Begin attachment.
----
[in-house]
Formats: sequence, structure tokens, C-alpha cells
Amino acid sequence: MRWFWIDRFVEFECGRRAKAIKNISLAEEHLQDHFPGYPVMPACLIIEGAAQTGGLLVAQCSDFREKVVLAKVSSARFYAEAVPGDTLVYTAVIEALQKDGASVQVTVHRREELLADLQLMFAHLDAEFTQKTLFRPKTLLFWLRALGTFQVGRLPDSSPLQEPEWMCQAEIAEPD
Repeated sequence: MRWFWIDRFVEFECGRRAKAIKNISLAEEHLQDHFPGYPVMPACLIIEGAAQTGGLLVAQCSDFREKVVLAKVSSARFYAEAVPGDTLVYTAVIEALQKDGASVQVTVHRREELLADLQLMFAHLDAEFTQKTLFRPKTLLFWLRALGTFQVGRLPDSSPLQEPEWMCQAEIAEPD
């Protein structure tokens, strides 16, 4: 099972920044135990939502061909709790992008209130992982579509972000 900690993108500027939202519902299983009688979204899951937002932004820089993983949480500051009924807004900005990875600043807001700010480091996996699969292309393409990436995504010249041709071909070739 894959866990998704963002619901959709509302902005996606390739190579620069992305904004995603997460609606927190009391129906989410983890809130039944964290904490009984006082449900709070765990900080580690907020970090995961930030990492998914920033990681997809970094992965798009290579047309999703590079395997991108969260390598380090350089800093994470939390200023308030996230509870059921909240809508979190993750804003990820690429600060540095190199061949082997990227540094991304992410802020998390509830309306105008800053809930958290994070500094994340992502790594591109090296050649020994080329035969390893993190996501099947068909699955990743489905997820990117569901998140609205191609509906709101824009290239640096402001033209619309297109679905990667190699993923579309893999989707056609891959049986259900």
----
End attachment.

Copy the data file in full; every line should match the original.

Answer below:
[in-house]
Formats: sequence, structure tokens, C-alpha cells
Amino acid sequence: MRWFWIDRFVEFECGRRAKAIKNISLAEEHLQDHFPGYPVMPACLIIEGAAQTGGLLVAQCSDFREKVVLAKVSSARFYAEAVPGDTLVYTAVIEALQKDGASVQVTVHRREELLADLQLMFAHLDAEFTQKTLFRPKTLLFWLRALGTFQVGRLPDSSPLQEPEWMCQAEIAEPD
Repeated sequence: MRWFWIDRFVEFECGRRAKAIKNISLAEEHLQDHFPGYPVMPACLIIEGAAQTGGLLVAQCSDFREKVVLAKVSSARFYAEAVPGDTLVYTAVIEALQKDGASVQVTVHRREELLADLQLMFAHLDAEFTQKTLFRPKTLLFWLRALGTFQVGRLPDSSPLQEPEWMCQAEIAEPD
């Protein structure tokens, strides 16, 4: 099972920044135990939502061909709790992008209130992982579509972000 900690993108500027939202519902299983009688979204899951937002932004820089993983949480500051009924807004900005990875600043807001700010480091996996699969292309393409990436995504010249041709071909070739 894959866990998704963002619901959709509302902005996606390739190579620069992305904004995603997460609606927190009391129906989410983890809130039944964290904490009984006082449900709070765990900080580690907020970090995961930030990492998914920033990681997809970094992965798009290579047309999703590079395997991108969260390598380090350089800093994470939390200023308030996230509870059921909240809508979190993750804003990820690429600060540095190199061949082997990227540094991304992410802020998390509830309306105008800053809930958290994070500094994340992502790594591109090296050649020994080329035969390893993190996501099947068909699955990743489905997820990117569901998140609205191609509906709101824009290239640096402001033209619309297109679905990667190699993923579309893999989707056609891959049986259900």